Given the high unemployment rate, many new grads might be forced to accept an internship, even an unpaid one. But would you shell over thousands of bucks for a chance to, say, spend a couple weeks interning for no pay at the United Nations? If you think that sounds absurd, you haven't heard of Charitybuzz, a site which hosts online auctions for a range of experiences and products and sends the proceeds to charity.
Right now that six-week internship at the United Nations has several bids on the site, the highest is $22,000. (Proceeds will go to the RFK Young Leaders.) But there are 14 days left to bid, so don't despair if you want that chance to work on human rights.
Other internship auctions, some of them set to close today, have attracted considerably less interest:
The only internship at a Fortune 500 company which is offered on the site has attracted eight bids, the highest at just $1,025. It's an internship in the auditing division of the financial services firm Fiserv.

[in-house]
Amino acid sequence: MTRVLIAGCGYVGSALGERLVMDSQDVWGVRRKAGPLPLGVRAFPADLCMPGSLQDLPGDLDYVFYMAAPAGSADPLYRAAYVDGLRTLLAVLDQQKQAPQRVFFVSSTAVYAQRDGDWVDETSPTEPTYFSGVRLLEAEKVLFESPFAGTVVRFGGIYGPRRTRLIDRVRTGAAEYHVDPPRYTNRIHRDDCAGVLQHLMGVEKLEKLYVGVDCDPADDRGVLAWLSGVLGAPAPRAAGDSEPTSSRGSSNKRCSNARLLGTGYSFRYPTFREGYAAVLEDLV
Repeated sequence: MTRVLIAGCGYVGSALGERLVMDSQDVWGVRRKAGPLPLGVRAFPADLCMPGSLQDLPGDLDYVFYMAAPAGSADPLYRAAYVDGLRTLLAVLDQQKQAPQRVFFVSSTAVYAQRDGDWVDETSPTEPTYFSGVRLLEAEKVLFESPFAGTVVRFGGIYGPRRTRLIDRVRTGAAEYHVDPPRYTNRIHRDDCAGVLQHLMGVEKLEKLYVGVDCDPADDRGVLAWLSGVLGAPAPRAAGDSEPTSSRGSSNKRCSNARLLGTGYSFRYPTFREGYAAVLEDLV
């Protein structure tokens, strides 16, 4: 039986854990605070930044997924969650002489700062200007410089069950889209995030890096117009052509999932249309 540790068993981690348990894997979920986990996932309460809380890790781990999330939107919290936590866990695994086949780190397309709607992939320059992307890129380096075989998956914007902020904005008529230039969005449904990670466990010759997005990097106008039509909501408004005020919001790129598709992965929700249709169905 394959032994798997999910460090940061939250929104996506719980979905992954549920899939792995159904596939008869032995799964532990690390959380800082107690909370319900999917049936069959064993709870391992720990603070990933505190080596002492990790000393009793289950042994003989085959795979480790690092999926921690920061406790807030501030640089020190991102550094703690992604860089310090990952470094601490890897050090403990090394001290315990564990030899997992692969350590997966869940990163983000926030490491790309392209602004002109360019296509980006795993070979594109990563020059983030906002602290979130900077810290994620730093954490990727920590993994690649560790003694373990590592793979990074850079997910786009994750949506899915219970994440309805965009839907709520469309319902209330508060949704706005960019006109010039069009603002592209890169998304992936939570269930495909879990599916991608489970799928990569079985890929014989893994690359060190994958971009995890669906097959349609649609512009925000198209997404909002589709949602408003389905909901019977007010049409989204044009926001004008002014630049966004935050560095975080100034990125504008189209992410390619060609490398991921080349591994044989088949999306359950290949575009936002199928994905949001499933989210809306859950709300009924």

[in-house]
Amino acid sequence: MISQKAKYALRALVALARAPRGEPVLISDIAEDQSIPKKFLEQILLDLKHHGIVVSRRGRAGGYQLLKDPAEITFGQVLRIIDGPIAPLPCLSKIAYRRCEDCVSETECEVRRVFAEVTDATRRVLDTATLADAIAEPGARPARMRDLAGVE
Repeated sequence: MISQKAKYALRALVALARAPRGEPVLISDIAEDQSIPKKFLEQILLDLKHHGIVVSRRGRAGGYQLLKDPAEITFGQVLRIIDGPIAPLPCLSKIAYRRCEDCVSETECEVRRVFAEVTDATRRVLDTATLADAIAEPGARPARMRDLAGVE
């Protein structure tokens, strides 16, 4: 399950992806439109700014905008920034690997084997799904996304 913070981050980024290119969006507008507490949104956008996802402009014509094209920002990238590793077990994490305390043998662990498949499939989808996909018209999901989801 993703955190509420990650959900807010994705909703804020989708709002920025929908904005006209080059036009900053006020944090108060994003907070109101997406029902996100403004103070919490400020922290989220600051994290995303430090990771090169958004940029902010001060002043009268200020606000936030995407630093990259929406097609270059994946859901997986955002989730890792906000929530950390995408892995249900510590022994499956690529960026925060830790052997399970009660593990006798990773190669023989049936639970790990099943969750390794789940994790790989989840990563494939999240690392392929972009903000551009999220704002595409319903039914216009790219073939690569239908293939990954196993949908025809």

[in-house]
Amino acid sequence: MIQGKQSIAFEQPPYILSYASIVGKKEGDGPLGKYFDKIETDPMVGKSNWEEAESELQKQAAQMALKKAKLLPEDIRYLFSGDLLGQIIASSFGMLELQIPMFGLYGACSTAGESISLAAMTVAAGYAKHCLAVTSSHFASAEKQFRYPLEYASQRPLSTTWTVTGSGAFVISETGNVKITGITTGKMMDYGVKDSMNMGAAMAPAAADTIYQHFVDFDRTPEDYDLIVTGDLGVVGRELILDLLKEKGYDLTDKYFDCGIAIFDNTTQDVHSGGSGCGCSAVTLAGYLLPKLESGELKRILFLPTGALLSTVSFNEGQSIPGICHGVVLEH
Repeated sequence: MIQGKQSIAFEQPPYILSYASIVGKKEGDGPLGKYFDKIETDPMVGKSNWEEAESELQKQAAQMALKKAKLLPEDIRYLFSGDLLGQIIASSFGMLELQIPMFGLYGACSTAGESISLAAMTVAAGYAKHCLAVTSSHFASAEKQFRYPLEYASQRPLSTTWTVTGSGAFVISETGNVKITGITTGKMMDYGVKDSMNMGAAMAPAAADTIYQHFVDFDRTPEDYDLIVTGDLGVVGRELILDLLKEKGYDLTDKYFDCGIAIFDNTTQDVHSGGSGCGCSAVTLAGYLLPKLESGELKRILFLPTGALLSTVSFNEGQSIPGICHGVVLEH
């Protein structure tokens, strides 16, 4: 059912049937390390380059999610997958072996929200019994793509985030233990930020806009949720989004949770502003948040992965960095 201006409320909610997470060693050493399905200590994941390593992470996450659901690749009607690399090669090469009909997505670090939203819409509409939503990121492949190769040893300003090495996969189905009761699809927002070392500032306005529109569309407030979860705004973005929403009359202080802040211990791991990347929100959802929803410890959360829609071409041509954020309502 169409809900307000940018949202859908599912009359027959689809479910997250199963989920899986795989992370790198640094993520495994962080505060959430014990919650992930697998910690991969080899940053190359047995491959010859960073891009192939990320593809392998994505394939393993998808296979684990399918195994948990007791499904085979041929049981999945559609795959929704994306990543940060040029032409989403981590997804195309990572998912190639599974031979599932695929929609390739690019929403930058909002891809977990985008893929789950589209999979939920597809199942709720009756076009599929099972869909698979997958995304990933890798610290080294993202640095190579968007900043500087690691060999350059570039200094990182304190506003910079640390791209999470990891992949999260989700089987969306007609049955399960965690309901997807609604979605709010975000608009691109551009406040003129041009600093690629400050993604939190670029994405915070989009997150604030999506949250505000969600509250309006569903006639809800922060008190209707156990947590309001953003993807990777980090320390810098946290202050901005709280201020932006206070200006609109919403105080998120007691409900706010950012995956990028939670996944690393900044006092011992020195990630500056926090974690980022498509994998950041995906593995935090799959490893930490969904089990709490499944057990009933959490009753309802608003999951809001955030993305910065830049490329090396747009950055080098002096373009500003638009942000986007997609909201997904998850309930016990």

A summer internship at the Milwaukee Art Museum has just one bid of $500 -- even though it includes a year's membership to the museum.
A monthlong internship with a Los Angeles-based fashion designer has only attracted two bids, the highest at $225 -- well below its $1,000 value, as set by Charitybuzz.
Interestingly, internships in the ailing magazine industry also have garnered relatively little interest. A two-week internship at Star magazine has three bids, with the top one at $1,350 -- despite being valued at $5,000. A two-week internship at LA Confidential has two bids, the highest at just $150.
In speaking to AOL Jobs, Charitybuzz CEO Coppy Holzman said the values for each internship are determined by how "like-minded [internships have] fared in the past." He referred to the program as "a win-win situation that allows iconic programs to raise support for charities." He pointed out that Charitybuzz internship programs are "crafted in addition to existing [internship] programs," and urged anyone who can't afford a Charitybuzz internship to pursue a standard one.